Rokitka noted that the two abstracts bring into question the best mechanism for surveillance of childhood cancer survivors, whether this is a physical exam or routine serial ultrasounds.

Secondary thyroid cancer is so rare that systemic screening is not practical, Rodriguez-Galindo explained. Instead increased awareness of the condition in certain populations may ensure that physical exams of the thyroid occur.

A formal screening program is difficult to justify, agreed Bryan McIver, MD, an endocrinologist at Moffitt Cancer Center. However, physicians should be aware that a small risk exists and that they should palpate the thyroid gland during routine checkups.

Right now, the risk of a secondary thyroid malignancy in childhood cancer survivors is not on the radar of primary care physicians who may be following these patients, Meyering said. “This isn't necessarily a shortcoming of these physicians but perhaps falls more to the oncology community to help educate and provide surveillance care plans to the primary care physicians who will be following these patients.”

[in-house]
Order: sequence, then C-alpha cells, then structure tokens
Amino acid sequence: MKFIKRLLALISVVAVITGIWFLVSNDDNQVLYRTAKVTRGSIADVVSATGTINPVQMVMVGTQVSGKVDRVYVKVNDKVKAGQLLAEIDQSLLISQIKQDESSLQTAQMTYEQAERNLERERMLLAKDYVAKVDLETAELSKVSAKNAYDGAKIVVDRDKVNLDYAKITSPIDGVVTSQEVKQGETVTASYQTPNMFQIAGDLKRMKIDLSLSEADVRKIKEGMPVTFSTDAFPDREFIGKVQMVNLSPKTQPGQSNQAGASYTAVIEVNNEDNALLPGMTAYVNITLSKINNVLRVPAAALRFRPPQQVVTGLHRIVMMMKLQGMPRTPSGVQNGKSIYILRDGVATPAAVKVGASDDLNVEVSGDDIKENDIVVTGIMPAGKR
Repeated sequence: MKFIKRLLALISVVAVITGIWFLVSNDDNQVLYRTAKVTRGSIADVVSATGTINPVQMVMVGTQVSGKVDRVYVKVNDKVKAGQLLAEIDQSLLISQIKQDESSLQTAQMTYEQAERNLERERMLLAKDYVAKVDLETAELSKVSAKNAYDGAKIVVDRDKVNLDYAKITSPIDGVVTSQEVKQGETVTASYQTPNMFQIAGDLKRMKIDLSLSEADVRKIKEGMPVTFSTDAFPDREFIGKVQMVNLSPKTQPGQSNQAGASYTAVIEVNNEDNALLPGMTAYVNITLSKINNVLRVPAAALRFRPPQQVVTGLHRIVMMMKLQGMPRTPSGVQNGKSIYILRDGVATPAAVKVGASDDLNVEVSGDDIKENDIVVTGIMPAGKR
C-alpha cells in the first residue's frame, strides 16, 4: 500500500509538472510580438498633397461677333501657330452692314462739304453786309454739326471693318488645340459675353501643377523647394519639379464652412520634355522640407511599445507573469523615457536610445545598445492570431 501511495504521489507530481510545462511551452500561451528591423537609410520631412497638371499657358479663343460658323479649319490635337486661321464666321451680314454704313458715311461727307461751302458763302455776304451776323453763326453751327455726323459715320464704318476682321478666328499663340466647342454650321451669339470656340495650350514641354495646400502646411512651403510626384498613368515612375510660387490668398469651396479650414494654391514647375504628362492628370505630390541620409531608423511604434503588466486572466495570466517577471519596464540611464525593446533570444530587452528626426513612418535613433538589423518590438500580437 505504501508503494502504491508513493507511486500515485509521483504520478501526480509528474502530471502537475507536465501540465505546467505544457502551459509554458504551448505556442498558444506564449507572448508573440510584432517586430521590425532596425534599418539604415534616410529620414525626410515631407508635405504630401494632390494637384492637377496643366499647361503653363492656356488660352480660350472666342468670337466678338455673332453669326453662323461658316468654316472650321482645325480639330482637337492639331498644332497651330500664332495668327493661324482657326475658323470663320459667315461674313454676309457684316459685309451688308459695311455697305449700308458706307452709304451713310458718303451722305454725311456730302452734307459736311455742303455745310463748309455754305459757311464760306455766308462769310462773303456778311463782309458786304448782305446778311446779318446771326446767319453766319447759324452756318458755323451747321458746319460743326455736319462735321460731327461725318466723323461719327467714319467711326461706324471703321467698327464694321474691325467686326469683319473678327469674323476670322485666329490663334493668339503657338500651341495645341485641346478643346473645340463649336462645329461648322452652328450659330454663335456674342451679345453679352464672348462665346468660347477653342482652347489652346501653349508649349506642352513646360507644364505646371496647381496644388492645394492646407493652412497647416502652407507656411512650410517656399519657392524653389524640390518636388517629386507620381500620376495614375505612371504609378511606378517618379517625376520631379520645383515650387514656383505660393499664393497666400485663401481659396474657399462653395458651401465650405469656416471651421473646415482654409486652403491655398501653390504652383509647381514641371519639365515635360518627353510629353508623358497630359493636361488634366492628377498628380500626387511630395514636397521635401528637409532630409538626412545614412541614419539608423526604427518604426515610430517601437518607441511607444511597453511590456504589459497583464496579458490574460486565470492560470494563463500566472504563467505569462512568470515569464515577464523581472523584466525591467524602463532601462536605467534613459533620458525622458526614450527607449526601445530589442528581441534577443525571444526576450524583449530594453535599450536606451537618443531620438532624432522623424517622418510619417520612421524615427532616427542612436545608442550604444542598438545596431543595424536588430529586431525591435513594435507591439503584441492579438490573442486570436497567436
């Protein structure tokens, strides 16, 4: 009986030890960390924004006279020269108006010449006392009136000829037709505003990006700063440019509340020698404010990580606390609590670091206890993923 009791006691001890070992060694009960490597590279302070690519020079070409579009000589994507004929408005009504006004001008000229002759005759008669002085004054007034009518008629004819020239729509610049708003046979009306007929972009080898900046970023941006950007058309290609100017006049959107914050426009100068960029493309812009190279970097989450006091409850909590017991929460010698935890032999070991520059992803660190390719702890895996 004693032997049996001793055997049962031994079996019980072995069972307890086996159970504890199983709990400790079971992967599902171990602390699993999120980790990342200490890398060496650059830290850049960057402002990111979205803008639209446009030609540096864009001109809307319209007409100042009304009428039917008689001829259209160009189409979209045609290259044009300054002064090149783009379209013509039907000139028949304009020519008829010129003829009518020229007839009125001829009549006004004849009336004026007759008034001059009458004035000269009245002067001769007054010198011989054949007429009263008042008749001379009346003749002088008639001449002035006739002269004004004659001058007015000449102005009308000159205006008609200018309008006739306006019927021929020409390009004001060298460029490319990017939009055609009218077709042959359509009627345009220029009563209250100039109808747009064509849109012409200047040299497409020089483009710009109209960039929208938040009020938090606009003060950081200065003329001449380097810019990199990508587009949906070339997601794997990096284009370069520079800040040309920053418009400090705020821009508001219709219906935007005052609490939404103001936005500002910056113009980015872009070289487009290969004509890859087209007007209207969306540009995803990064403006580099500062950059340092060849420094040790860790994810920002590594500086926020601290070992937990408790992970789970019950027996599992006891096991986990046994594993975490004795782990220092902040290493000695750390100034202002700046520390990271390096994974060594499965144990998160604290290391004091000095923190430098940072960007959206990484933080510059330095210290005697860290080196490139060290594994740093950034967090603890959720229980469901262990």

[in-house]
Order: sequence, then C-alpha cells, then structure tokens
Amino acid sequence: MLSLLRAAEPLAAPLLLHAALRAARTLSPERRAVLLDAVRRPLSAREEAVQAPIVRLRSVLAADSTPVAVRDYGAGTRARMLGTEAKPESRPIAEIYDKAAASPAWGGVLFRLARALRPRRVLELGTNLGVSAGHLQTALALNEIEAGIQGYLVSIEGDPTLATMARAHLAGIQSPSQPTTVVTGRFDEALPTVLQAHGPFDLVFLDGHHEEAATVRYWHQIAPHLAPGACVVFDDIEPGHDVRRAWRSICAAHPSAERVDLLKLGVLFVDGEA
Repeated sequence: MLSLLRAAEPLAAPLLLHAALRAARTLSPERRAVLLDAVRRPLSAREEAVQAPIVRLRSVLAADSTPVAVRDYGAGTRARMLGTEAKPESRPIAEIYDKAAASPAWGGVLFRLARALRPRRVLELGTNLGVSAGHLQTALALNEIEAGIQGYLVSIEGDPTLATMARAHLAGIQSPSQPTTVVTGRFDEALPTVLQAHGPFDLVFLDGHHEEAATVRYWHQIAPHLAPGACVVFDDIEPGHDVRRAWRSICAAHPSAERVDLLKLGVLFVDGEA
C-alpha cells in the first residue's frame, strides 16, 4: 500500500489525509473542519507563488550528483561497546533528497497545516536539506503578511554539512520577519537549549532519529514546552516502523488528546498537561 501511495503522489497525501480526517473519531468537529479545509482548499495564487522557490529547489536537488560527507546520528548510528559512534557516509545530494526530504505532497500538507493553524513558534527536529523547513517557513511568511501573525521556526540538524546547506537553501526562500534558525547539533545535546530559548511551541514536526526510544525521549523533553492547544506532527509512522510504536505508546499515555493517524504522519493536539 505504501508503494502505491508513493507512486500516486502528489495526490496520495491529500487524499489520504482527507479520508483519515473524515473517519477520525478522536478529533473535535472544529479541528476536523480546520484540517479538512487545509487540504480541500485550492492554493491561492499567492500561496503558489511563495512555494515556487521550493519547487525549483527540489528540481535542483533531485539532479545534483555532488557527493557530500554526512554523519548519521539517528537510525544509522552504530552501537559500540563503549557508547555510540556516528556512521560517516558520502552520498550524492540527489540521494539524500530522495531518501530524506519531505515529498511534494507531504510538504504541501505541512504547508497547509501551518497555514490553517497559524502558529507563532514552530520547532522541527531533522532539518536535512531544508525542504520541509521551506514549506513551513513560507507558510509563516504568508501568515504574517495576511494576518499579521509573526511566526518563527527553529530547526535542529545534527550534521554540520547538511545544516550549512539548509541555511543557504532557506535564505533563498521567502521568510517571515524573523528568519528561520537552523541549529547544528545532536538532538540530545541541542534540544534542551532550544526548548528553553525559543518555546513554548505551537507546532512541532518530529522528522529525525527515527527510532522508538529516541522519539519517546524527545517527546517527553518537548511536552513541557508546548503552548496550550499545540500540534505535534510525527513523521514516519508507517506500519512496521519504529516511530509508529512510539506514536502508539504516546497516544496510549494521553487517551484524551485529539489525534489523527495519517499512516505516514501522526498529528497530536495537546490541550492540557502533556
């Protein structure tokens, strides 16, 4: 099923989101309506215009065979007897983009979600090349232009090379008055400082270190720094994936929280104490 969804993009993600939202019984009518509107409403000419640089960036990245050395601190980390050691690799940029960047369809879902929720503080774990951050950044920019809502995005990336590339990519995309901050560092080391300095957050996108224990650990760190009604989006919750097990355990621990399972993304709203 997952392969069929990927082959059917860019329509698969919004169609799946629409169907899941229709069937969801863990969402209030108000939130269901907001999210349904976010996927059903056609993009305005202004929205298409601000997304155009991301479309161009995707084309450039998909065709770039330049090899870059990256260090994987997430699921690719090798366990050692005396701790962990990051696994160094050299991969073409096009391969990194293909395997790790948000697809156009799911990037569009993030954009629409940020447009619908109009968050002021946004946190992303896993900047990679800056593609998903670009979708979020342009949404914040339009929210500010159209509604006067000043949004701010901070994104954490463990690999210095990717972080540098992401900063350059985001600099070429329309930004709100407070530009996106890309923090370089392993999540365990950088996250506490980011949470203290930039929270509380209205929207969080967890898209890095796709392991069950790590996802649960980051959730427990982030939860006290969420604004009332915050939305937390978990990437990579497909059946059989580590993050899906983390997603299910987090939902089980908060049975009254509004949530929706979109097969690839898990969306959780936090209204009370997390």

Rodriguez-Galindo said that physicians are already aware that there are risks associated with radiation to the head and chest and thus check for thyroid growths on physical exam, but they also need to know that the risk is increased in patients who did not undergo radiation and in younger African American males.

And Meyering noted that while the Rodriguez-Galindo abstract concludes that the risk of secondary thyroid cancer is higher in black males, all childhood cancer survivors should be closely monitored.

© 2014 by Lippincott Williams & Wilkins, Inc.